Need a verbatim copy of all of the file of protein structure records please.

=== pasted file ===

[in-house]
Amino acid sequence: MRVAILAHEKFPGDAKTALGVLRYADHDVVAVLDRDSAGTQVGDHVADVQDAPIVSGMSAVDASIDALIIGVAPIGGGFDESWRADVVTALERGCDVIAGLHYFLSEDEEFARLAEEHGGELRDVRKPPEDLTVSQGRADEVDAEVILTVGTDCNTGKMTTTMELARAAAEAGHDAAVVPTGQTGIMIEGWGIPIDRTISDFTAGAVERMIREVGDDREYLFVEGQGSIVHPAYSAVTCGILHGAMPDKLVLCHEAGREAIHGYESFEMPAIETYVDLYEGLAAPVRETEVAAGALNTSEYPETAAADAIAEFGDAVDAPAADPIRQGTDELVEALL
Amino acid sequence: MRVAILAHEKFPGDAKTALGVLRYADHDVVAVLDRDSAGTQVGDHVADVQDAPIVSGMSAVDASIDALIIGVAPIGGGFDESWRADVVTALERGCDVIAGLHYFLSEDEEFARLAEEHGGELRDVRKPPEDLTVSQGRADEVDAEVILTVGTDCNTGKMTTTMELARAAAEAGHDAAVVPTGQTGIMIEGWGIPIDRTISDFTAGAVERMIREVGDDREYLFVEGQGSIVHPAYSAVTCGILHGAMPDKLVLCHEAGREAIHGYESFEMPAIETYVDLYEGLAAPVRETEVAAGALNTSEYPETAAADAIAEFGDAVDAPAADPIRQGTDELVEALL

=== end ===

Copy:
[in-house]
Amino acid sequence: MRVAILAHEKFPGDAKTALGVLRYADHDVVAVLDRDSAGTQVGDHVADVQDAPIVSGMSAVDASIDALIIGVAPIGGGFDESWRADVVTALERGCDVIAGLHYFLSEDEEFARLAEEHGGELRDVRKPPEDLTVSQGRADEVDAEVILTVGTDCNTGKMTTTMELARAAAEAGHDAAVVPTGQTGIMIEGWGIPIDRTISDFTAGAVERMIREVGDDREYLFVEGQGSIVHPAYSAVTCGILHGAMPDKLVLCHEAGREAIHGYESFEMPAIETYVDLYEGLAAPVRETEVAAGALNTSEYPETAAADAIAEFGDAVDAPAADPIRQGTDELVEALL
Amino acid sequence: MRVAILAHEKFPGDAKTALGVLRYADHDVVAVLDRDSAGTQVGDHVADVQDAPIVSGMSAVDASIDALIIGVAPIGGGFDESWRADVVTALERGCDVIAGLHYFLSEDEEFARLAEEHGGELRDVRKPPEDLTVSQGRADEVDAEVILTVGTDCNTGKMTTTMELARAAAEAGHDAAVVPTGQTGIMIEGWGIPIDRTISDFTAGAVERMIREVGDDREYLFVEGQGSIVHPAYSAVTCGILHGAMPDKLVLCHEAGREAIHGYESFEMPAIETYVDLYEGLAAPVRETEVAAGALNTSEYPETAAADAIAEFGDAVDAPAADPIRQGTDELVEALL